Helminth Products Protect against Autoimmunity via Innate Type 2 Cytokines IL-5 and IL-33, Which Promote Eosinophilia.

CM Finlay, AM Stefanska, KP Walsh, PJ Kelly, L Boon, EC Lavelle, PT Walsh, KH Mills

Research output: Contribution to journalArticlepeer-review


Epidemiologic studies in humans have demonstrated that infection with helminth parasites is associated with a reduced risk of developing autoimmune diseases. Mechanistic studies in mice have linked the protective effect of helminths on autoimmunity to the suppressive activity of helminth-induced regulatory T cells (Tregs) or Th2 cells. In this study, we demonstrate that treatment of mice with Fasciola hepatica excretory-secretory products (FHES) attenuated the clinical signs of experimental autoimmune encephalomyelitis (EAE), a mouse model of multiple sclerosis. Protection was associated with a significant reduction in the infiltration of pathogenic Th1 and Th17 cells into the brain. Although FHES enhanced anti-inflammatory cytokine and Th2 responses, protection against EAE was independent of IL-4, IL-10, and Tregs. However, administration of FHES induced production of the type 2 cytokines IL-33 and IL-5, which promoted accumulation of eosinophils. FHES-induced expansion of eosinophils and protection against EAE was lost in IL-33−/− mice and upon neutralization of IL-5. Furthermore, transfer of FHES-induced or IL-33–induced eosinophils conferred protection against EAE. In addition, treatment of mice with recombinant IL-33 attenuated autoimmunity, and this was dependent on IL-5. To our knowledge, this study is the first to report a role for helminth-induced IL-5 and IL-33 in protection against autoimmunity.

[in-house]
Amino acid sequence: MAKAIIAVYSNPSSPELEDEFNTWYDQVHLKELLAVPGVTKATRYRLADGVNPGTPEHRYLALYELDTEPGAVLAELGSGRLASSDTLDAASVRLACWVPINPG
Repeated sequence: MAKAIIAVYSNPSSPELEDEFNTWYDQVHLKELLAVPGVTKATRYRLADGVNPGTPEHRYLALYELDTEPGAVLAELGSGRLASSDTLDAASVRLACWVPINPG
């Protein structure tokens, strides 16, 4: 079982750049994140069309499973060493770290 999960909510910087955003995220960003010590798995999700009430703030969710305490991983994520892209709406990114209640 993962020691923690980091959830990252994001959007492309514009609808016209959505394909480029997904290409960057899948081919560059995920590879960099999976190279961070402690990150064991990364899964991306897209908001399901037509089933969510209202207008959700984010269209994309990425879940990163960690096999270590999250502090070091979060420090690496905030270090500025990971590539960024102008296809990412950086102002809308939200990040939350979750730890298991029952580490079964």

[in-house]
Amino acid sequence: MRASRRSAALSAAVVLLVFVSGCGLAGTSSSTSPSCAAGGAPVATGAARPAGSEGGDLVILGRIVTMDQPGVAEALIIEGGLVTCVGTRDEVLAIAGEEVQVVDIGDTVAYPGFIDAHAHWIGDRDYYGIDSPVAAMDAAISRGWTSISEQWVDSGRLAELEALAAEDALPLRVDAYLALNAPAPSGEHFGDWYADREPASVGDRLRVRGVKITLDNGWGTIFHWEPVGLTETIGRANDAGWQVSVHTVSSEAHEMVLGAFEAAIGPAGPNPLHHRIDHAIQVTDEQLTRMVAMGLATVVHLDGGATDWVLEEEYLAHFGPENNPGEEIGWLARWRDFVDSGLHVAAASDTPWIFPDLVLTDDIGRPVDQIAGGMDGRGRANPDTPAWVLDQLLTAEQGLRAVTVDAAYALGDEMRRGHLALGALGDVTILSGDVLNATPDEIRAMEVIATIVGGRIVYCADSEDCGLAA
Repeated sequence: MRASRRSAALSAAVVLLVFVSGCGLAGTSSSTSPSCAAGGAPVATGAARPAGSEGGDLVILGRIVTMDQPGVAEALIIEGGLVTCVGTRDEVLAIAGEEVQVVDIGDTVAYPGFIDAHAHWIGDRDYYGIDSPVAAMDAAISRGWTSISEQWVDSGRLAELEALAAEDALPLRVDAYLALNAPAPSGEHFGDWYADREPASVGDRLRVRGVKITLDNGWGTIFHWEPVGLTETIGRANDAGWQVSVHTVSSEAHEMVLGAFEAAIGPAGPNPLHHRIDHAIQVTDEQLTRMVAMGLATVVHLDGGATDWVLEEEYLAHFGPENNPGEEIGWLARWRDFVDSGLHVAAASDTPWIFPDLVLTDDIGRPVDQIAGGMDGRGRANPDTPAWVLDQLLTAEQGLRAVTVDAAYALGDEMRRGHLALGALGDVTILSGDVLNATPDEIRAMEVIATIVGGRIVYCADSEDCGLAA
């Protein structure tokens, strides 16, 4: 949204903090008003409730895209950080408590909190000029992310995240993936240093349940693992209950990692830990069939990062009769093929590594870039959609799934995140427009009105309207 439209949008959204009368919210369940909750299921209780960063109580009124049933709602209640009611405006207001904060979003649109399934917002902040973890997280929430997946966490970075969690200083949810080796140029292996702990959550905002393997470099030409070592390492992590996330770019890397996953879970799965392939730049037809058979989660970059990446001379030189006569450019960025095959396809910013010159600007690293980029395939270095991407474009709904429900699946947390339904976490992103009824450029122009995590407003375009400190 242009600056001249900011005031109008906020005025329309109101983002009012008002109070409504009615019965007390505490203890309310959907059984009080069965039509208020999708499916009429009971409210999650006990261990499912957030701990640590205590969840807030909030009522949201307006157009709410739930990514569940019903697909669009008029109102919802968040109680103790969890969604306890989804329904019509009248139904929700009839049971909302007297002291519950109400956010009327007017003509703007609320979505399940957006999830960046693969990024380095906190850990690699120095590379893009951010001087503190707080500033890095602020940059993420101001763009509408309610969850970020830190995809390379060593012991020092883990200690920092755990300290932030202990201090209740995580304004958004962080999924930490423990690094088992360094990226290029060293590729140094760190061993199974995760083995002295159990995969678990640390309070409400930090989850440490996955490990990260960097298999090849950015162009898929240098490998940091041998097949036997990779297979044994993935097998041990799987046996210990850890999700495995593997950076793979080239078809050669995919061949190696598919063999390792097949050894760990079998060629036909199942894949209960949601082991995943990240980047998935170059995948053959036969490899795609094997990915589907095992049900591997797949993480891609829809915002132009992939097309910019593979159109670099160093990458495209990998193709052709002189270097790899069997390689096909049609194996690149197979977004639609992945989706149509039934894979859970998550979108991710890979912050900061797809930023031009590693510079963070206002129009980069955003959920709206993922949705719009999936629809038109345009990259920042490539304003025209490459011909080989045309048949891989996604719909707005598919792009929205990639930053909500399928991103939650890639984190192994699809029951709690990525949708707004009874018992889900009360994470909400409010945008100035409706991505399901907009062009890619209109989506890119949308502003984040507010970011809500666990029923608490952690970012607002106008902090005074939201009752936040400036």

Original languageEnglish
Pages (from-to)703-714
Number of pages12
JournalJournal of Immunology
Issue number2
Publication statusPublished - 15 Jan 2016


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